Rodriguez served in the United States Army after high school and currently serves as a mentor for youth in Aurora, a board member on the Aurora Hispanic Heritage Advisory Board, director of communications for the Illinois State University Latino Alumni Network and an elected precinct committeeman for Aurora’s 3rd Ward, 4th Precinct.

In 2012, he was named a Mary Wyman Scholar at Illinois State University. Two years later, he earned the 2014 Phenomenal Man of the Year Award in Aurora. Earlier this month, he was featured on the WGN Morning News as he provided back-to-school advice for parents in the greater Chicago area.

Rodriguez spent the first days at his new job touring schools with Mayor Irvin, distributing school supplies and meeting with stakeholders.

“There’s going to be even more amazing things happening for our Aurora youth in the very near future,” said the new youth services manager.

#AuroraChamber News for 08.27.2018: Tariffs, Member News, Internships

Monday, August 27th, 2018

Applications for Export Assistance Now Open

Aurora Chamber

  In This Issue  

Tariffs Could Cripple Illinois Economy »
Future IT Careers »
Member News »
Premier Investors »
Elite Members »
New Members »
Calendar of Events »

Tariffs Could Cripple Illinois Economy

According to media and business organizations, American businesses and consumers may bear the brunt of the emerging global trade war. These reports continue that tariffs are not the answer and can inflict great harm on our economy. The United States Chamber of Commerce stresses the U.S. needs free and fair trade; imposing tariffs to get there is the wrong approach.

Tariffs on steel, aluminum, and Chinese imports — as well as additional tariffs on automobiles and auto parts — have impacted business operations across the country. Long-standing trade partners, including Canada, Mexico, the European Union, and China, have already (or express plans to) respond with billions of dollars in tariffs on American-made products.

The U.S. Chamber estimates current and proposed tariffs could cost Illinois more than $4.3 billion. Did you know, Illinois exports annually:

  • More than $156 million dollars of bread, pastries, cakes, etc., to Canada?
  • More than $128 million in herbicides and antisprout chemicals to Canada?
  • More than $56 million in food preparations to Mexico?
  • More than $445 million in passenger vehicles to China?
  • More than $57 million in cooking appliances to Europe annually?

Millions of American jobs depend on our ability to trade with other companies. Did you know that more than 1.7 million Illinois jobs are supported by global trade?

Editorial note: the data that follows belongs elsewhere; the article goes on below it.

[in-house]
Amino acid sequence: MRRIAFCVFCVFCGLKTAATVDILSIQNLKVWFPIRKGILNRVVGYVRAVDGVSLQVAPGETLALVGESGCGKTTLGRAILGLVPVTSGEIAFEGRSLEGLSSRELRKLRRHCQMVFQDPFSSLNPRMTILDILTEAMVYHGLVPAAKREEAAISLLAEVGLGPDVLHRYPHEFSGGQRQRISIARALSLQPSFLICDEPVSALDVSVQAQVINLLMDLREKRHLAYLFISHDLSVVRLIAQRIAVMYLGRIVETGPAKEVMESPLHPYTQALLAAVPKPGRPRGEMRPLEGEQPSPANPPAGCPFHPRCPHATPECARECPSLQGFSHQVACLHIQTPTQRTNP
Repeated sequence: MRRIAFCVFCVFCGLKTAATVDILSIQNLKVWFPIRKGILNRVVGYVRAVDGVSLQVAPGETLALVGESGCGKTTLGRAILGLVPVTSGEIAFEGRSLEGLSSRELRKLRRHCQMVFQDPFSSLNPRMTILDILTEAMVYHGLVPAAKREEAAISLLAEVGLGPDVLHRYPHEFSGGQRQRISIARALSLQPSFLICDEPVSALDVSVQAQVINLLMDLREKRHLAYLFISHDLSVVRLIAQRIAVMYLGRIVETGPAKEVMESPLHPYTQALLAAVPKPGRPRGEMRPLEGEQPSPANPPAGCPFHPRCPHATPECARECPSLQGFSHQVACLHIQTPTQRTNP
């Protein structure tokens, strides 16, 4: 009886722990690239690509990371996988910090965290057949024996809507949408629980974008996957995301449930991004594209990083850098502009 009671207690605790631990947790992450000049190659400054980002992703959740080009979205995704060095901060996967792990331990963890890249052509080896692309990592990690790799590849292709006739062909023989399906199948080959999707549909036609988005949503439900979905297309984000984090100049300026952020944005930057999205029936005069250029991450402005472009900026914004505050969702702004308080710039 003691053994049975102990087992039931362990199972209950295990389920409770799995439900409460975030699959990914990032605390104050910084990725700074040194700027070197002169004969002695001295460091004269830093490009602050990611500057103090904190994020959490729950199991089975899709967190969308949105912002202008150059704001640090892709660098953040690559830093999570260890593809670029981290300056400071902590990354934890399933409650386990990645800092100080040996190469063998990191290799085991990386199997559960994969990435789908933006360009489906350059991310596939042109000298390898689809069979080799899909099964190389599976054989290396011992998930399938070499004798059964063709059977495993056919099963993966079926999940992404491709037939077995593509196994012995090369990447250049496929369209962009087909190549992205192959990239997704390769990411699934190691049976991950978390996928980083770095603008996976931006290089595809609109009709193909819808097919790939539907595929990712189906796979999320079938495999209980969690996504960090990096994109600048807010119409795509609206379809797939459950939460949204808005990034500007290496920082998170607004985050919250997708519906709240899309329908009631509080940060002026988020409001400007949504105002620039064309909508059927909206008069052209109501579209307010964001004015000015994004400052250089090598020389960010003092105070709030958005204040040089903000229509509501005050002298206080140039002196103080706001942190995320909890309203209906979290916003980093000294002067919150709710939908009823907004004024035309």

How does (or will) the global trade tariffs impact you and your business? Share your experiences with us here. This brief survey should take less than three minutes to complete.

Join Us in Support of Future IT Careers

The City of Aurora, in partnership with the Aurora Regional Chamber of Commerce, has submitted a grant application to Illinois DCEO in support of creating IT pathways opportunities for out-of-school youth (between 18 and 24 years of age) who hold either a high school diploma or GED.Participating youth will develop skills sets in data entry, word processing, help desk functions (hardware and software), as well as other administrative tasks.Short-term paid internships will be covered by the grant. It allows employers to “try before you buy” similar to the current Manufacturing Careers Internship Program. For either program, there is no further obligation to the employer upon completion of the internship.

Internships are 160 hours – either four weeks of 40 hours or part-time. Again, the $13.29 wage per hour plus associated benefits (as applicable) will be covered by the grant.

For more details, please visit our blog post.

Member News

If you have news to share with your fellow members, please forward to info@aurora-chamber.com. Be sure and check out our blog and social media for what’s happening in our region.

Face To Face Beauty Studio

Congratulations Face To Face Beauty Studio on your Ribbon Cutting Celebration.Applications for Export Assistance Now Open »
Copy King Announces Kyocera Named Most Reliable Color Copier »
Denise Sousa Joins VNA Health Care »
Aurora Area CVB Releases FY2018 Highlights »
September: National Preparedness Month »
IMSA Promise Receives Insight Into Diversity Award »
Join Us in Support of Future IT Careers »
Exhibit at Illinois Governor’s Mansion Features Aurora Item »
My Place Hotel-Chicago West/North Aurora, IL Now Open »
U.S. Chamber of Commerce Small Business Summit »
EEI Announces the Addition of Two Staff Members »

Premier Investors

Premier Investors

Elite Members